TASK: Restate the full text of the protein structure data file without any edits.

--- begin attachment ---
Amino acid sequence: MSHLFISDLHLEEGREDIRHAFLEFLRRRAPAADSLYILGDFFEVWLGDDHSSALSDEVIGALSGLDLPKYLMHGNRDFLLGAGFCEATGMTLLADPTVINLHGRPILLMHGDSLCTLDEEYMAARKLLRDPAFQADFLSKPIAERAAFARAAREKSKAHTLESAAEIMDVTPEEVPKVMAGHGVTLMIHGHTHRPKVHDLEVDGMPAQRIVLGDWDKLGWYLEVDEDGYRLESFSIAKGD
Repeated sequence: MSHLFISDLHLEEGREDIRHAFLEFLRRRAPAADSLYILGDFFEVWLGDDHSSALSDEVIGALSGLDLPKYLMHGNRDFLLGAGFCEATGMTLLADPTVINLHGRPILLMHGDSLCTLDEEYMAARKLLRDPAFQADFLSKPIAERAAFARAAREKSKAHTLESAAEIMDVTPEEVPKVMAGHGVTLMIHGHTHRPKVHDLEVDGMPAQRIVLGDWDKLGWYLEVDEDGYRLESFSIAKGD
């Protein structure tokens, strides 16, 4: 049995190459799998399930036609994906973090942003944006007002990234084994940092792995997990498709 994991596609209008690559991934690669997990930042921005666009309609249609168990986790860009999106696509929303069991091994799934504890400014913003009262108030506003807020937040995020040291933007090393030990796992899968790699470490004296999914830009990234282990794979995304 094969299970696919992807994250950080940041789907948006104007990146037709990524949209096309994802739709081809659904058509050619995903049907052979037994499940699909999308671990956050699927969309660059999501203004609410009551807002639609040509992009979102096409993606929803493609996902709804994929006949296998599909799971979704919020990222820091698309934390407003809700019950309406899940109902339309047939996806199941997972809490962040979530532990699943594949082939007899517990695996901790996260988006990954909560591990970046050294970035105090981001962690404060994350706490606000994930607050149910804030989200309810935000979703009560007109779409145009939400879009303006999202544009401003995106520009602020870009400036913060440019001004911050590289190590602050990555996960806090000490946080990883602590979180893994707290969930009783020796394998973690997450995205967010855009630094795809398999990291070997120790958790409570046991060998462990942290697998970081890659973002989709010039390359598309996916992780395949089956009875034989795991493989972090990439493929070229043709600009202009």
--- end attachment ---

Amino acid sequence: MSHLFISDLHLEEGREDIRHAFLEFLRRRAPAADSLYILGDFFEVWLGDDHSSALSDEVIGALSGLDLPKYLMHGNRDFLLGAGFCEATGMTLLADPTVINLHGRPILLMHGDSLCTLDEEYMAARKLLRDPAFQADFLSKPIAERAAFARAAREKSKAHTLESAAEIMDVTPEEVPKVMAGHGVTLMIHGHTHRPKVHDLEVDGMPAQRIVLGDWDKLGWYLEVDEDGYRLESFSIAKGD
Repeated sequence: MSHLFISDLHLEEGREDIRHAFLEFLRRRAPAADSLYILGDFFEVWLGDDHSSALSDEVIGALSGLDLPKYLMHGNRDFLLGAGFCEATGMTLLADPTVINLHGRPILLMHGDSLCTLDEEYMAARKLLRDPAFQADFLSKPIAERAAFARAAREKSKAHTLESAAEIMDVTPEEVPKVMAGHGVTLMIHGHTHRPKVHDLEVDGMPAQRIVLGDWDKLGWYLEVDEDGYRLESFSIAKGD
């Protein structure tokens, strides 16, 4: 049995190459799998399930036609994906973090942003944006007002990234084994940092792995997990498709 994991596609209008690559991934690669997990930042921005666009309609249609168990986790860009999106696509929303069991091994799934504890400014913003009262108030506003807020937040995020040291933007090393030990796992899968790699470490004296999914830009990234282990794979995304 094969299970696919992807994250950080940041789907948006104007990146037709990524949209096309994802739709081809659904058509050619995903049907052979037994499940699909999308671990956050699927969309660059999501203004609410009551807002639609040509992009979102096409993606929803493609996902709804994929006949296998599909799971979704919020990222820091698309934390407003809700019950309406899940109902339309047939996806199941997972809490962040979530532990699943594949082939007899517990695996901790996260988006990954909560591990970046050294970035105090981001962690404060994350706490606000994930607050149910804030989200309810935000979703009560007109779409145009939400879009303006999202544009401003995106520009602020870009400036913060440019001004911050590289190590602050990555996960806090000490946080990883602590979180893994707290969930009783020796394998973690997450995205967010855009630094795809398999990291070997120790958790409570046991060998462990942290697998970081890659973002989709010039390359598309996916992780395949089956009875034989795991493989972090990439493929070229043709600009202009």